“The Lighthouse,” an expressionist nightmare captured in shadows and light by director Robert Eggers, is a period piece that pits Willem Dafoe and Robert Pattinson against the primal forces of paranoia and pathological behavior.
Set in 1890’s era New England on a remote rock that is home to a lighthouse and nothing else, the films sees “wickies” Thomas Wake (Dafoe) and Efraim Winslow (Pattinson) thrown together to keep the giant oil lamp lit, warning seafaring boats of dangerous waters. Wake is a seadog, a craggy old character who has spent his life on the ocean or at the watchtower. “I’m damn well wedded to this light and she’s a better wife than any woman.” Winslow is a drifter who signed on for the job of apprentice when he heard you could make as much as $1000 a year. He’s replacing a man who was driven mad by the isolation. “He believed the lamp was enchanted,” says Wake. “that in the light was salvation for sins.”
The two men are oil and sea water. Winslow resents Wake’s stern ways. Wake feels the newbie is soft, unable to get the job done. On top of that, Winslow won’t swill whiskey with the older man at dinner and doesn’t understand the superstitions and customs that seafarers hold dear.
The strained atmosphere grows as Winslow begins to have visions. He sees a mermaid on the island’s rugged shoreline and wonders why Wake locks the door behind him whenever he tends the lamp. What is he hiding up there?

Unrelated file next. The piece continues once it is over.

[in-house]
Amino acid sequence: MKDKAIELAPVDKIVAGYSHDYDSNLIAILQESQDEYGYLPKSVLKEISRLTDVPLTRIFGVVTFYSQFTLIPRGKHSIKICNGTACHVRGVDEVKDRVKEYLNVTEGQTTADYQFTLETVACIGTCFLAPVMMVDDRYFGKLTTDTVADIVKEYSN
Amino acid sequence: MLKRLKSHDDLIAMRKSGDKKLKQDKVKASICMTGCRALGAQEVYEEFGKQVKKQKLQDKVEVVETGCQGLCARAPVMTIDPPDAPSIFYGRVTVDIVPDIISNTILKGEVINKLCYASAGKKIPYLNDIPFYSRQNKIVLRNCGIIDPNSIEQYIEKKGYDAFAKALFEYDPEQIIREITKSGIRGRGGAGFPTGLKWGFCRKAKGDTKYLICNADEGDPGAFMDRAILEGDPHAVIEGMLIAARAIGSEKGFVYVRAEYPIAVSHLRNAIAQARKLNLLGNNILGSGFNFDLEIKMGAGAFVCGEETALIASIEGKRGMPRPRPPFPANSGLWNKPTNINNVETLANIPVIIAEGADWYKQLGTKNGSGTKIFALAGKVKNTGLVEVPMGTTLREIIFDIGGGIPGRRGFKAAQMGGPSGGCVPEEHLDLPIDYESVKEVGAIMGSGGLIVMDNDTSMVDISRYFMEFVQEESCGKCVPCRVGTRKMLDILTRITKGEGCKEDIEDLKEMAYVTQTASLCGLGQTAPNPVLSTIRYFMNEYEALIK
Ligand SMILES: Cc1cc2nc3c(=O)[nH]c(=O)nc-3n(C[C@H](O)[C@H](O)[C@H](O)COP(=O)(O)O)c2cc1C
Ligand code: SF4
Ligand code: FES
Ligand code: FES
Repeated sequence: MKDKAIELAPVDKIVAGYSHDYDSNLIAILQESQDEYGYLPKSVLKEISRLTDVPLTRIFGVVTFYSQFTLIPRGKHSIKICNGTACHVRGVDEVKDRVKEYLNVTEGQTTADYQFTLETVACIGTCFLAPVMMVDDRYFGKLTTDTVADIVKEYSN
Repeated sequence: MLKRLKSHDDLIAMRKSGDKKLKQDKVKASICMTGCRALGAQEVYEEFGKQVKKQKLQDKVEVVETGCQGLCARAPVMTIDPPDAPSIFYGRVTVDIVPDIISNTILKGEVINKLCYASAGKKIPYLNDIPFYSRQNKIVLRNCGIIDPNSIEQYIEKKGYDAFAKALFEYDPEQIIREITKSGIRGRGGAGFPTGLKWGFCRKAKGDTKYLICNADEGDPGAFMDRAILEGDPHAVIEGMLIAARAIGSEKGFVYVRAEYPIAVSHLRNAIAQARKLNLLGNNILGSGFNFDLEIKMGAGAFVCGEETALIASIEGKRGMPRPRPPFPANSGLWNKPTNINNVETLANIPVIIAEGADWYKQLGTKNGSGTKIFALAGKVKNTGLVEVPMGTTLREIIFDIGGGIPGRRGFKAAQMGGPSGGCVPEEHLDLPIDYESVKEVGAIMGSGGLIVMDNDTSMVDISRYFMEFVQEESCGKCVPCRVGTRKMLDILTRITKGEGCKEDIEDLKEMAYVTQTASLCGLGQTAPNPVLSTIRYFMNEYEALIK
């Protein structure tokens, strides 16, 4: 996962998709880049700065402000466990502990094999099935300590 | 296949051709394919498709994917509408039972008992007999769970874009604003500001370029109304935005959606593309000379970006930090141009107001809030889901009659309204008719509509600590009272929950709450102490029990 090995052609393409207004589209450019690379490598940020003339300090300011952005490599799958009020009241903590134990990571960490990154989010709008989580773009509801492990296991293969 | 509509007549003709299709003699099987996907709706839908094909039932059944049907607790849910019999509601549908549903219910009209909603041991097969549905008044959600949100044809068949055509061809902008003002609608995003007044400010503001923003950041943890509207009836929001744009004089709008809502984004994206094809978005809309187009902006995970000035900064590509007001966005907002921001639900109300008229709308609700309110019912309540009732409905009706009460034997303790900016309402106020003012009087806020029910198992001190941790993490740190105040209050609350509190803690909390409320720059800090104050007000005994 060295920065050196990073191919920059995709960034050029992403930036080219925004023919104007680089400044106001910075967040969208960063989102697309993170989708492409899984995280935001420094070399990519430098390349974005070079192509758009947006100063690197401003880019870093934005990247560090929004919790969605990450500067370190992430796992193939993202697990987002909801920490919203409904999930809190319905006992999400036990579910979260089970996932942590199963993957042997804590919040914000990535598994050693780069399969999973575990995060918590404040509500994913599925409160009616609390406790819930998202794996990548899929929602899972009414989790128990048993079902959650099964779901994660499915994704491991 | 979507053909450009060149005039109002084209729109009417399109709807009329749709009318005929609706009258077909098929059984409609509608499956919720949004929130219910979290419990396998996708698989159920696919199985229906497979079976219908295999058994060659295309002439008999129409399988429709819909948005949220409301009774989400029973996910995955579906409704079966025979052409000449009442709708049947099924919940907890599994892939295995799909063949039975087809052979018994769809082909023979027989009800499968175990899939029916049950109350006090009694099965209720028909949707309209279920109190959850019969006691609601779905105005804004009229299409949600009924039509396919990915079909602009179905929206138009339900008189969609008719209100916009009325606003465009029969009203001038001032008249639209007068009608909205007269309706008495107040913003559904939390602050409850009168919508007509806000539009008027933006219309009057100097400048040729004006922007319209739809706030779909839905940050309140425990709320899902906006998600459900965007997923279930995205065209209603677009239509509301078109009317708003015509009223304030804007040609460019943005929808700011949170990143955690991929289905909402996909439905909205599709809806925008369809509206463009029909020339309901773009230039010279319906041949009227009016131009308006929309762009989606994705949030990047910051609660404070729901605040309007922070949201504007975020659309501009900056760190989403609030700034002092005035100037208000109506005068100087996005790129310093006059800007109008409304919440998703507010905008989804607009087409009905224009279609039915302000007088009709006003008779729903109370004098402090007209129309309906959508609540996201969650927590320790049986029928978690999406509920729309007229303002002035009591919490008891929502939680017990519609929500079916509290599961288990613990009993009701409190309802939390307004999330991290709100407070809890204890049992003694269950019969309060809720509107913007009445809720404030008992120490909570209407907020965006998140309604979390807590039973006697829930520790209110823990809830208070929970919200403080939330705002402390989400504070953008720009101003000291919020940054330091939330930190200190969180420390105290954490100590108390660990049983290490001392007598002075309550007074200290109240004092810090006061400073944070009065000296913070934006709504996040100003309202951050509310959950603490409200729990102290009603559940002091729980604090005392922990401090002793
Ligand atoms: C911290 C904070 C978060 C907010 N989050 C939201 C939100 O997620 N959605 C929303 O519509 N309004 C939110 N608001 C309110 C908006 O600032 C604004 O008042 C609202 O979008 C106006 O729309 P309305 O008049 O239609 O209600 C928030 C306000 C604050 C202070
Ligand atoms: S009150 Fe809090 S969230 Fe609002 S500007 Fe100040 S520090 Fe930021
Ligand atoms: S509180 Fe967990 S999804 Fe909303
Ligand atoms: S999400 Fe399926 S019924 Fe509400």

As the end of their four-week hitch looms the two men vie of control of the claustrophobic lighthouse, run out of booze and switch to kerosene, slowly driving one another mad. “The boredom,” says Wake, “makes seamen evil.” Well, that and booze, loneliness and toxic masculinity.
“The Lighthouse” has the feel of a silent movie. Eggers shoots grainy black and white in boxy old school 1.19:1 aspect ratio, drawing on the paintings of gothic painter Jean Delville and others to expertly creates the look and feel of nineteenth century New England mariner life. Madness seems to lurk in the shadows, in the inky corners of the frame, just out of sight. With a mermaid’s (Valeriia Karaman) siren song ringing in his ears Winslow inches toward insanity, bringing Wake along for the ride.
The actors are in virtually every frame and both fully embrace the odd story. DaFoe embodies Wake, looking like a Royal Doulton Old Salt mug come to life, speaking like a character right out of Melville. You can almost smell the rum breath as he berates Winslow, spitting out orders like the captain of a pirate ship.
Pattinson builds Winslow brick by brick. He starts the movie quietly, an inward character who doesn’t say much or do much except for the grunt work he’s ordered to do. Soon, however, his physical performance turns inward, exploring the manifestations of his madness and it is very powerful. His character has an arc that is both bizarre and powerful in its exploration of toxicity and loneliness. Winslow has several explosive scenes and the last image of him is one that, once seen, will not be soon forgotten.
Despite the presence of two very popular actors “The Lighthouse” is not exactly a mainstream movie. Instead it is more of an expertly rendered gothic slow burn that brings with it an atmosphere of dread shrouds the film like fog rolling into shore.